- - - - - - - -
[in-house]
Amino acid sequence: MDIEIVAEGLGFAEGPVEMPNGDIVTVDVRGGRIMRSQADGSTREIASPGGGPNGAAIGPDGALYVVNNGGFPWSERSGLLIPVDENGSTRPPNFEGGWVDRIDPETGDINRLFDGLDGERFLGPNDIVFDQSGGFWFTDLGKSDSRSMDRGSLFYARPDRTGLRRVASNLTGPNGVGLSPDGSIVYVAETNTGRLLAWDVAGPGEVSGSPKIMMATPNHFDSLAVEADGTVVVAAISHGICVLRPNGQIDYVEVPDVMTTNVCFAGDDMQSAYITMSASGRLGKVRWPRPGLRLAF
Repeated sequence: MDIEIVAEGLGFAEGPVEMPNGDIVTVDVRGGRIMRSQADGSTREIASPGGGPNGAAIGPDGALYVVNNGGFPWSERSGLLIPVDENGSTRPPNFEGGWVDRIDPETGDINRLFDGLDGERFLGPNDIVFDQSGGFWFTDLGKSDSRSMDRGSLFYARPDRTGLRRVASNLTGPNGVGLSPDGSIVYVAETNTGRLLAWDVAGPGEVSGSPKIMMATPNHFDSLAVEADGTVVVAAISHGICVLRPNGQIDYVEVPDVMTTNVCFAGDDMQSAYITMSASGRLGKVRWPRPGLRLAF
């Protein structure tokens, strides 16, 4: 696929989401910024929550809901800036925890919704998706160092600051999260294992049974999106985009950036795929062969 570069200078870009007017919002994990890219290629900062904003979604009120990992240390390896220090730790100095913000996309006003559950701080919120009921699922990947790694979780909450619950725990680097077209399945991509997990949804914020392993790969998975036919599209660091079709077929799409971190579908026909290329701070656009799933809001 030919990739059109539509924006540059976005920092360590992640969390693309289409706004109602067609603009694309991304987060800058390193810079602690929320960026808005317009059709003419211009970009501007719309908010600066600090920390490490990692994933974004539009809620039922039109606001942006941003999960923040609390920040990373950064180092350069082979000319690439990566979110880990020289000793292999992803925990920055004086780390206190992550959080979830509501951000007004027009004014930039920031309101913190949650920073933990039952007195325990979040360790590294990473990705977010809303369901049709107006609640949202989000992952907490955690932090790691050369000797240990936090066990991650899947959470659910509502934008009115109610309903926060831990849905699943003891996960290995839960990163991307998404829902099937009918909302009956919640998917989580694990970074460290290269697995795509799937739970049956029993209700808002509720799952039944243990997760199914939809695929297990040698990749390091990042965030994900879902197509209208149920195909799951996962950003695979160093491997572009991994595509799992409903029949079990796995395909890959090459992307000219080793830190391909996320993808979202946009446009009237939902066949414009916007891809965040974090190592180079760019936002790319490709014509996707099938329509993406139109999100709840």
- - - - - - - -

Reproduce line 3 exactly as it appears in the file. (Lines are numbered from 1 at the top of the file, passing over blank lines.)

Repeated sequence: MDIEIVAEGLGFAEGPVEMPNGDIVTVDVRGGRIMRSQADGSTREIASPGGGPNGAAIGPDGALYVVNNGGFPWSERSGLLIPVDENGSTRPPNFEGGWVDRIDPETGDINRLFDGLDGERFLGPNDIVFDQSGGFWFTDLGKSDSRSMDRGSLFYARPDRTGLRRVASNLTGPNGVGLSPDGSIVYVAETNTGRLLAWDVAGPGEVSGSPKIMMATPNHFDSLAVEADGTVVVAAISHGICVLRPNGQIDYVEVPDVMTTNVCFAGDDMQSAYITMSASGRLGKVRWPRPGLRLAF